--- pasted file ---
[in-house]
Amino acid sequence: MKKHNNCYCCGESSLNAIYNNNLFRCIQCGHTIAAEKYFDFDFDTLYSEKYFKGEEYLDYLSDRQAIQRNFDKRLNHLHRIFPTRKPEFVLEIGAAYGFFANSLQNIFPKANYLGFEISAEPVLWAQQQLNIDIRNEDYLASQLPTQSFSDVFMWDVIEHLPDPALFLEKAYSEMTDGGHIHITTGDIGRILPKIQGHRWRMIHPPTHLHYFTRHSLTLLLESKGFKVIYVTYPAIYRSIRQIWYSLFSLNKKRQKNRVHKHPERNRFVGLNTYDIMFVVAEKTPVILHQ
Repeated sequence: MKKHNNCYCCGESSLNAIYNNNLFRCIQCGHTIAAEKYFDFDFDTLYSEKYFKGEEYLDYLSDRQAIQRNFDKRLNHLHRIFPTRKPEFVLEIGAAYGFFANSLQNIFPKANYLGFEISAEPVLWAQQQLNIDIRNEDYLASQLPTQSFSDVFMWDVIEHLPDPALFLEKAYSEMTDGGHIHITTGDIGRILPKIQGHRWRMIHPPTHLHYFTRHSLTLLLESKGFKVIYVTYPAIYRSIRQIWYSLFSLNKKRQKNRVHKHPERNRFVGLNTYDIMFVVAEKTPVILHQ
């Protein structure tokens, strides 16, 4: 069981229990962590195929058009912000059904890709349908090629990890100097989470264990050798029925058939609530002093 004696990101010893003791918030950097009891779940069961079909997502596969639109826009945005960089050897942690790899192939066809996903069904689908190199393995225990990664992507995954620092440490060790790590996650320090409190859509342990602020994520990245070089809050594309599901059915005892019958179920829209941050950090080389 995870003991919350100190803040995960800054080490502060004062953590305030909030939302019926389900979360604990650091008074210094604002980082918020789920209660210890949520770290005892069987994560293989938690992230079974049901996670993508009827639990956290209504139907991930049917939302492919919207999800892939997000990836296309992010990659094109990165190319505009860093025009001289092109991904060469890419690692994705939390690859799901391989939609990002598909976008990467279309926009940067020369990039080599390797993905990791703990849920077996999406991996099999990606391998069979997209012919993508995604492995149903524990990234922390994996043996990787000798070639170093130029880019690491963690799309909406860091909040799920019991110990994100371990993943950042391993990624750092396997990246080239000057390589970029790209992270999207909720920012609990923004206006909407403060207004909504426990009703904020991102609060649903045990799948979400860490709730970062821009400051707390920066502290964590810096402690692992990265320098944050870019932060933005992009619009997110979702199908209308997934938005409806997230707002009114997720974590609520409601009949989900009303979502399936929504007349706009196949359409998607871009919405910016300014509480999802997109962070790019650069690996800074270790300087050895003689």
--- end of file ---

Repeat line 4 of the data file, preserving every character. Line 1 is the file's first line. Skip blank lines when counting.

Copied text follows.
């Protein structure tokens, strides 16, 4: 069981229990962590195929058009912000059904890709349908090629990890100097989470264990050798029925058939609530002093 004696990101010893003791918030950097009891779940069961079909997502596969639109826009945005960089050897942690790899192939066809996903069904689908190199393995225990990664992507995954620092440490060790790590996650320090409190859509342990602020994520990245070089809050594309599901059915005892019958179920829209941050950090080389 995870003991919350100190803040995960800054080490502060004062953590305030909030939302019926389900979360604990650091008074210094604002980082918020789920209660210890949520770290005892069987994560293989938690992230079974049901996670993508009827639990956290209504139907991930049917939302492919919207999800892939997000990836296309992010990659094109990165190319505009860093025009001289092109991904060469890419690692994705939390690859799901391989939609990002598909976008990467279309926009940067020369990039080599390797993905990791703990849920077996999406991996099999990606391998069979997209012919993508995604492995149903524990990234922390994996043996990787000798070639170093130029880019690491963690799309909406860091909040799920019991110990994100371990993943950042391993990624750092396997990246080239000057390589970029790209992270999207909720920012609990923004206006909407403060207004909504426990009703904020991102609060649903045990799948979400860490709730970062821009400051707390920066502290964590810096402690692992990265320098944050870019932060933005992009619009997110979702199908209308997934938005409806997230707002009114997720974590609520409601009949989900009303979502399936929504007349706009196949359409998607871009919405910016300014509480999802997109962070790019650069690996800074270790300087050895003689």